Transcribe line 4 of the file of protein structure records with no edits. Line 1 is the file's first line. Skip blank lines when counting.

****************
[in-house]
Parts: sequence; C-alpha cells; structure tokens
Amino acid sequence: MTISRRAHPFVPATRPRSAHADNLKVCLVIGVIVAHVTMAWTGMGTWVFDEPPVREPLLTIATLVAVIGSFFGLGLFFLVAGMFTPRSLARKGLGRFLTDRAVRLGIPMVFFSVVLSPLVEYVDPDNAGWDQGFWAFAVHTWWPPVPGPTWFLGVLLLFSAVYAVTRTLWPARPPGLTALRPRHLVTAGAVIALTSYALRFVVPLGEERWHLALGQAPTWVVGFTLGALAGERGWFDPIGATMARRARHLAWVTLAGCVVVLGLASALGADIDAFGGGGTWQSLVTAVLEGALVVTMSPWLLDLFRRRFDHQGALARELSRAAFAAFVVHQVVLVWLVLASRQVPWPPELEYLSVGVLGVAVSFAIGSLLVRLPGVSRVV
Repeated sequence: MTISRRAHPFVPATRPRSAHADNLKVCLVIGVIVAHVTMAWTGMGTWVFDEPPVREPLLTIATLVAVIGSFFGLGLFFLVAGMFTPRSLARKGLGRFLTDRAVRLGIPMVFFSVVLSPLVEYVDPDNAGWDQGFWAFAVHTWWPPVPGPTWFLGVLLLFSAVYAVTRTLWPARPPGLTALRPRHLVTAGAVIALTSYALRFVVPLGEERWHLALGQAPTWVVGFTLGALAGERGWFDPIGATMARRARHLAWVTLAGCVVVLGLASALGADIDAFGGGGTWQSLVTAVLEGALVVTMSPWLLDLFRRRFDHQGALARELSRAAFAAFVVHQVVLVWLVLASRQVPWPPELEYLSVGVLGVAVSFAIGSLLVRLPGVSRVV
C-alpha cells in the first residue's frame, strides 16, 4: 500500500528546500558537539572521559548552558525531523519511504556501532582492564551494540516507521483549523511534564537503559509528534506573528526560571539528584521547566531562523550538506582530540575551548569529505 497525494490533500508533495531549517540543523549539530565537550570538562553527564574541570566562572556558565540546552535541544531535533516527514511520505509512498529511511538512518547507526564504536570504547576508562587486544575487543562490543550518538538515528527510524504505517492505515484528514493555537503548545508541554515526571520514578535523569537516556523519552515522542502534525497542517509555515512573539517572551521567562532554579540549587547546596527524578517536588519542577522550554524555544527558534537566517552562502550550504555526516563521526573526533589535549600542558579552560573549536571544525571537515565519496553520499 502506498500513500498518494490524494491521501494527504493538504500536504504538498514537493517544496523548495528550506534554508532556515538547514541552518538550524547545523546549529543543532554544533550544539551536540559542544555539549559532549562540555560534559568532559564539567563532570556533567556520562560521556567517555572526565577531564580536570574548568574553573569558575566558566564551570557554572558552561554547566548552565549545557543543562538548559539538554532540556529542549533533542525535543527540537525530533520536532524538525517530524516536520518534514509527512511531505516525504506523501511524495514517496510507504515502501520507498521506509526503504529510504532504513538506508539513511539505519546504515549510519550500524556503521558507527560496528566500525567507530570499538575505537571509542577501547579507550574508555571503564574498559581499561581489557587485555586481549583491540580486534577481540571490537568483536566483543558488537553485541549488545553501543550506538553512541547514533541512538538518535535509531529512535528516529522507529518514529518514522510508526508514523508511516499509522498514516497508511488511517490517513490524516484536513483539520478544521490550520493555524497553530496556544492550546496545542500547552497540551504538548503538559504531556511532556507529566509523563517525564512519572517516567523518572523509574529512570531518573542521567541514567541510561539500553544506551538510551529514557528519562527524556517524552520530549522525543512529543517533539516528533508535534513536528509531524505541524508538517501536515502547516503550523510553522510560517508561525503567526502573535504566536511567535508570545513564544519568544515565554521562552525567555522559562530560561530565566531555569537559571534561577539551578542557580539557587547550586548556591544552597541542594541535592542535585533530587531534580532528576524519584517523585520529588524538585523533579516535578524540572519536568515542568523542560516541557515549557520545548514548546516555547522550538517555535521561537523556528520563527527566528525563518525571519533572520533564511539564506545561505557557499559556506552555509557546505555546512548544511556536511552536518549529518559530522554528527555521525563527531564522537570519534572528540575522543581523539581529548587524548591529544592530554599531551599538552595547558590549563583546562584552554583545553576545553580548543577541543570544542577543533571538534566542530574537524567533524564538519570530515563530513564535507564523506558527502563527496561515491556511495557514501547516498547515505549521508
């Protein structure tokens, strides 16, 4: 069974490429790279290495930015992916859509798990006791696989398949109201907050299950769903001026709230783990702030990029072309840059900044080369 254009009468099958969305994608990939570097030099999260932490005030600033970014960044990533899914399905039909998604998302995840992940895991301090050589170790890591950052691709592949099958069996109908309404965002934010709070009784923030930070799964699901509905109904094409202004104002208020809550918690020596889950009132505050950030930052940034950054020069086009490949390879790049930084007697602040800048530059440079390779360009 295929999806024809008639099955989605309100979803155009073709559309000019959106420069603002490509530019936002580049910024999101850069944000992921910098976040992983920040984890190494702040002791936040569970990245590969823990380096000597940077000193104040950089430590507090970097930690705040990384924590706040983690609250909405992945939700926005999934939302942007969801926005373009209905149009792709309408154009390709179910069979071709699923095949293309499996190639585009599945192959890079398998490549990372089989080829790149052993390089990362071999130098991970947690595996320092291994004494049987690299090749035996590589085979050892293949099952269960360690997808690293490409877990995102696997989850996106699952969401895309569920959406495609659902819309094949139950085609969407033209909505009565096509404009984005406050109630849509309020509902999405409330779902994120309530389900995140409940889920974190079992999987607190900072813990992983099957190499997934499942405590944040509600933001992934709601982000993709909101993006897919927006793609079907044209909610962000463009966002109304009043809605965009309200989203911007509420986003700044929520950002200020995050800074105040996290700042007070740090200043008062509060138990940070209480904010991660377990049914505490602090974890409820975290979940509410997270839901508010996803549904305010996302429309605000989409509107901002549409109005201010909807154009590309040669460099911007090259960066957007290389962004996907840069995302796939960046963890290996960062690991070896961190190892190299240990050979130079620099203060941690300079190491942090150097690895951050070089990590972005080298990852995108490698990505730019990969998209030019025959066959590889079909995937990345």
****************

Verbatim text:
Repeated sequence: MTISRRAHPFVPATRPRSAHADNLKVCLVIGVIVAHVTMAWTGMGTWVFDEPPVREPLLTIATLVAVIGSFFGLGLFFLVAGMFTPRSLARKGLGRFLTDRAVRLGIPMVFFSVVLSPLVEYVDPDNAGWDQGFWAFAVHTWWPPVPGPTWFLGVLLLFSAVYAVTRTLWPARPPGLTALRPRHLVTAGAVIALTSYALRFVVPLGEERWHLALGQAPTWVVGFTLGALAGERGWFDPIGATMARRARHLAWVTLAGCVVVLGLASALGADIDAFGGGGTWQSLVTAVLEGALVVTMSPWLLDLFRRRFDHQGALARELSRAAFAAFVVHQVVLVWLVLASRQVPWPPELEYLSVGVLGVAVSFAIGSLLVRLPGVSRVV